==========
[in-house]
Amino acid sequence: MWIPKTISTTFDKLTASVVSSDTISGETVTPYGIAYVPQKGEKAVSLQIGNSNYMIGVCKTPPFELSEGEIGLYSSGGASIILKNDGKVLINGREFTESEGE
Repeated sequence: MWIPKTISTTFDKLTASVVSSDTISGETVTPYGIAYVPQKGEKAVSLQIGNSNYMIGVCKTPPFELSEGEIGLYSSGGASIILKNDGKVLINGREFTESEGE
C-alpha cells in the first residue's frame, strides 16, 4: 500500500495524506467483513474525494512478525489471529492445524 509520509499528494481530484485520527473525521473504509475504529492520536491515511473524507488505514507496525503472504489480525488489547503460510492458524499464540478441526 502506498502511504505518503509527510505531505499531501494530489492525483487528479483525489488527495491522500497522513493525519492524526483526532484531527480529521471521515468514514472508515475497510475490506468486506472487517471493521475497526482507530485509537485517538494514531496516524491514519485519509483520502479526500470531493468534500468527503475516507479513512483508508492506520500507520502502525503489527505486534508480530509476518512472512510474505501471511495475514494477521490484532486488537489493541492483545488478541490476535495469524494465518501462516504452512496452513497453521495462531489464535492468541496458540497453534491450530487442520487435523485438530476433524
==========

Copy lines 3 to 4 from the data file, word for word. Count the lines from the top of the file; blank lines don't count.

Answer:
Repeated sequence: MWIPKTISTTFDKLTASVVSSDTISGETVTPYGIAYVPQKGEKAVSLQIGNSNYMIGVCKTPPFELSEGEIGLYSSGGASIILKNDGKVLINGREFTESEGE
C-alpha cells in the first residue's frame, strides 16, 4: 500500500495524506467483513474525494512478525489471529492445524 509520509499528494481530484485520527473525521473504509475504529492520536491515511473524507488505514507496525503472504489480525488489547503460510492458524499464540478441526 502506498502511504505518503509527510505531505499531501494530489492525483487528479483525489488527495491522500497522513493525519492524526483526532484531527480529521471521515468514514472508515475497510475490506468486506472487517471493521475497526482507530485509537485517538494514531496516524491514519485519509483520502479526500470531493468534500468527503475516507479513512483508508492506520500507520502502525503489527505486534508480530509476518512472512510474505501471511495475514494477521490484532486488537489493541492483545488478541490476535495469524494465518501462516504452512496452513497453521495462531489464535492468541496458540497453534491450530487442520487435523485438530476433524